I think that there a disconnect between actual worth and market value. Many people and especially theoretical economists would disagree with me, but I shall attempt to explain myself.
Suppose that you have a firm making widgets. There are people on the factory floor who operate the widget making machines, and elsewhere you have management, accounting, and ancilliary staff like cleaners and maintenance workers. All of which are important to the effective running of the company, and without them not only the factory but the firm would come to a halt. Their wages however I think do not actually reflect "worth" but market value.
I think that there is a great deal of difference between what workers are actually worth and what they are paid. People who are paid less often return multiples of their wage in value to their firms, whereas at the other extreme, plenty of managers, opera singers and people like premiership footballers are overpaid for what they actually do.
I'm not suggesting that management, opera singers and footballers don't work hard or long for their money. But at some point I think that there is a line where people are paid rewards for the effective work that someone else has produced.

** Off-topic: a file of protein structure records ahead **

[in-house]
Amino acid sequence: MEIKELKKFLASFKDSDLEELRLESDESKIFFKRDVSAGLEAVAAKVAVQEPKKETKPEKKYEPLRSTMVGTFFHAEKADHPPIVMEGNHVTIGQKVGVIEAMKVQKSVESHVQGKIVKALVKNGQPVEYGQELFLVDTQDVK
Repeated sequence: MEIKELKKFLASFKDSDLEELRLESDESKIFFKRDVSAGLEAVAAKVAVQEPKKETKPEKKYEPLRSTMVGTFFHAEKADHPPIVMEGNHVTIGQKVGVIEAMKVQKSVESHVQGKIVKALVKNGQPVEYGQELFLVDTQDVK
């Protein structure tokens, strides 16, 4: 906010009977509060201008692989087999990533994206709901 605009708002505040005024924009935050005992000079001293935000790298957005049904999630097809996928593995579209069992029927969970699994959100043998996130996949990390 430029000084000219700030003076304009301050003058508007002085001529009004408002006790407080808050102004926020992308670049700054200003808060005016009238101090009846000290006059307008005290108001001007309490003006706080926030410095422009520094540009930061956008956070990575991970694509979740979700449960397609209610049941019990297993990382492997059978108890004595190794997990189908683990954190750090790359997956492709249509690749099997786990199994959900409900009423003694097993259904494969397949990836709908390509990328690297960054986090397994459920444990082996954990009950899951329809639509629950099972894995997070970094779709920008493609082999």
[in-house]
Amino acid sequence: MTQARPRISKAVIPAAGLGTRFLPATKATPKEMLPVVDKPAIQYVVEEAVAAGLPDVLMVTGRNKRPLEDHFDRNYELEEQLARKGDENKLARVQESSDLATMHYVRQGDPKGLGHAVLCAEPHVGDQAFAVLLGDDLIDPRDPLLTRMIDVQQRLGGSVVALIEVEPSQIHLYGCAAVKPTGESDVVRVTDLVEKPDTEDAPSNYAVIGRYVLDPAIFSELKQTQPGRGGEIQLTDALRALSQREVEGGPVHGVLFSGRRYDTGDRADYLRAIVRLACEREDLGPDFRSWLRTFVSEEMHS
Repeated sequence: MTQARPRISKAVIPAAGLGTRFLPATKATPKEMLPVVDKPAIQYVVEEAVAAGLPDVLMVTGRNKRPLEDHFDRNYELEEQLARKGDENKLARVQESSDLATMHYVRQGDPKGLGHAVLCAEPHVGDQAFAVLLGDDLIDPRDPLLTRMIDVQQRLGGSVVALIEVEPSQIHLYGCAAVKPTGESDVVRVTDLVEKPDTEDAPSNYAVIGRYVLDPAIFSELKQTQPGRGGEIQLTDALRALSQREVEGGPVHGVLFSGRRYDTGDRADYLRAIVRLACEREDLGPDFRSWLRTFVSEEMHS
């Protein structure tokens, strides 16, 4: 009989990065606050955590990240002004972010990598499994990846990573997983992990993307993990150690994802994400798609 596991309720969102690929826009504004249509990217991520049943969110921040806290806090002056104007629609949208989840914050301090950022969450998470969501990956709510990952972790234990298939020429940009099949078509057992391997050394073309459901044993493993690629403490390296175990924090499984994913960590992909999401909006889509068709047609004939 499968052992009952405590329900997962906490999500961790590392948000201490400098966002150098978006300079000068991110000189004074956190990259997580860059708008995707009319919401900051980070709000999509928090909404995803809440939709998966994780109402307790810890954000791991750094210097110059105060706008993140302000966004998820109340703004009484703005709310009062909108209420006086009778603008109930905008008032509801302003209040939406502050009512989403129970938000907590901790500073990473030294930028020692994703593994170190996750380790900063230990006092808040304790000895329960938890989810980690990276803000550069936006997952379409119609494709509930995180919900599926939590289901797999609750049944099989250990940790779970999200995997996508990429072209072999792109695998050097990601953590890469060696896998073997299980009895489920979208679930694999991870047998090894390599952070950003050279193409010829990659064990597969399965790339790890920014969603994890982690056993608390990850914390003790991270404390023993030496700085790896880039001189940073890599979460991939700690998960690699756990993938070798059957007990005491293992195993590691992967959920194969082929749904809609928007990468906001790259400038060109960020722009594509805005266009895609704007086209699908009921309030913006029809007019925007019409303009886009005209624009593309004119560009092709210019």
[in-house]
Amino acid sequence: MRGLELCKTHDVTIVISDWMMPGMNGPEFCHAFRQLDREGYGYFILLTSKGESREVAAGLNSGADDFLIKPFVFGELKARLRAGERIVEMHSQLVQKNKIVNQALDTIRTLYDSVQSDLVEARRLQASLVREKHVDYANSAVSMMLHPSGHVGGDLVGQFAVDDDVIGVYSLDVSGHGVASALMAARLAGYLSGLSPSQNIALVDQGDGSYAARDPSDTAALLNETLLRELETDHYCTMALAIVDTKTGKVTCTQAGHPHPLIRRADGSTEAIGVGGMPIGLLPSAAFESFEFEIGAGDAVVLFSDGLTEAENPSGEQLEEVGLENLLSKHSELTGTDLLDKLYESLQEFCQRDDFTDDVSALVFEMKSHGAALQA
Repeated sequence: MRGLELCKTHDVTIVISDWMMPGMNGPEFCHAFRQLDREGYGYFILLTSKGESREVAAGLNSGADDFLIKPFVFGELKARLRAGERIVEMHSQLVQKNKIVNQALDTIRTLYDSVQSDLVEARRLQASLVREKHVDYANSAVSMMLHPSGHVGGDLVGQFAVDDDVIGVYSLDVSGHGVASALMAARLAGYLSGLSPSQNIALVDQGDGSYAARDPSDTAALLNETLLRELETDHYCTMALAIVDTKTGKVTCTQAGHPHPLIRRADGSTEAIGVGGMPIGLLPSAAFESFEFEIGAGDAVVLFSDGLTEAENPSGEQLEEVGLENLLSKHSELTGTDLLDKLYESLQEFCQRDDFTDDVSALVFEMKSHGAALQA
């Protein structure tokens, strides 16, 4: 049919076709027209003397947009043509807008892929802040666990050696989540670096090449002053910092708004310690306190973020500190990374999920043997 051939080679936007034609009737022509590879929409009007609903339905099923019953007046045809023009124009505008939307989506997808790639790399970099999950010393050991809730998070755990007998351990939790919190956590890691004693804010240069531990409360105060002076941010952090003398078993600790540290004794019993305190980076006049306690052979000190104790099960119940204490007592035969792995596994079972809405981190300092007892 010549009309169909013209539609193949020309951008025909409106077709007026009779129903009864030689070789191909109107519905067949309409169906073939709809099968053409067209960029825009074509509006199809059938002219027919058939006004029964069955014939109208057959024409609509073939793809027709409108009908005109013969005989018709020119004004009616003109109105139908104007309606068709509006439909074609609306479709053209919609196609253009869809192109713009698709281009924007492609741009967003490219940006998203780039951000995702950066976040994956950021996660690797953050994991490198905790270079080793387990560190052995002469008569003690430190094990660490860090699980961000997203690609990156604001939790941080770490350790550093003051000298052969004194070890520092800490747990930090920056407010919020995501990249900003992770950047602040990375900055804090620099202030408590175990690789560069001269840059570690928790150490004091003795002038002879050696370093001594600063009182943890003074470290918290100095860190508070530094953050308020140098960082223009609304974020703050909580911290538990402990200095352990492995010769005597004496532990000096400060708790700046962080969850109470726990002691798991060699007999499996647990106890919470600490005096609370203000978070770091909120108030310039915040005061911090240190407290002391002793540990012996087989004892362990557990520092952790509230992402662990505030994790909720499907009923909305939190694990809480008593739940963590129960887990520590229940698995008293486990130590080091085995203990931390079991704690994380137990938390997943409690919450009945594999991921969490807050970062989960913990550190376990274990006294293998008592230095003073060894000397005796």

The most obvious example of this is shareholders. Quite rightly shareholders as contributors of capital are paid the due reward for their capital as dividends, but the shareholders themselves contribute no work to the firm whatsoever and without them, there would unlikely be a firm at all.
Personally I suspect that there is a smudgy line which can be drawn; above which point the people who are paid those wages do not actually work for them.
The minimum weekly wage in Australia as at 1 Oct 2009 was $543.78 per week. I assume that this was for a 37.5 hour week giving us $14.50. Assuming that there is a real increase depending on actual skill involved if you double this you end up with $29.00 per hour. Also assuming that instead of working a 37.5 hour week, someone worked an 70 hour week, we end up with $2030 per week or roughly $106,000 a year.
I will go out on a limb and suggest that everyone earning more than $106,000 didn't actually work for their money, but at some point is profiting from the work of other people. I'm not suggesting that this is the result of economic graft, but I am suggesting that it is practically impossible to actually do the work required to earn that money.
The combined payout, which includes benefits and options built over his time with AXA, would give Mr (Andrew) Penn a higher pay than the $16 million received by the Commonwealth Bank CEO, Ralph Norris, last year.
As a shareholder of the Commonwealth Bank I ask the question if Ralph Norris is really worth $16m a year? Did he work for that money or was he paid the because of the forces of supply and demand? I know that I could fulfil that job maybe not as well, but at even 1% of that salary I'm pretty confident that I still would not be able to actually work for it.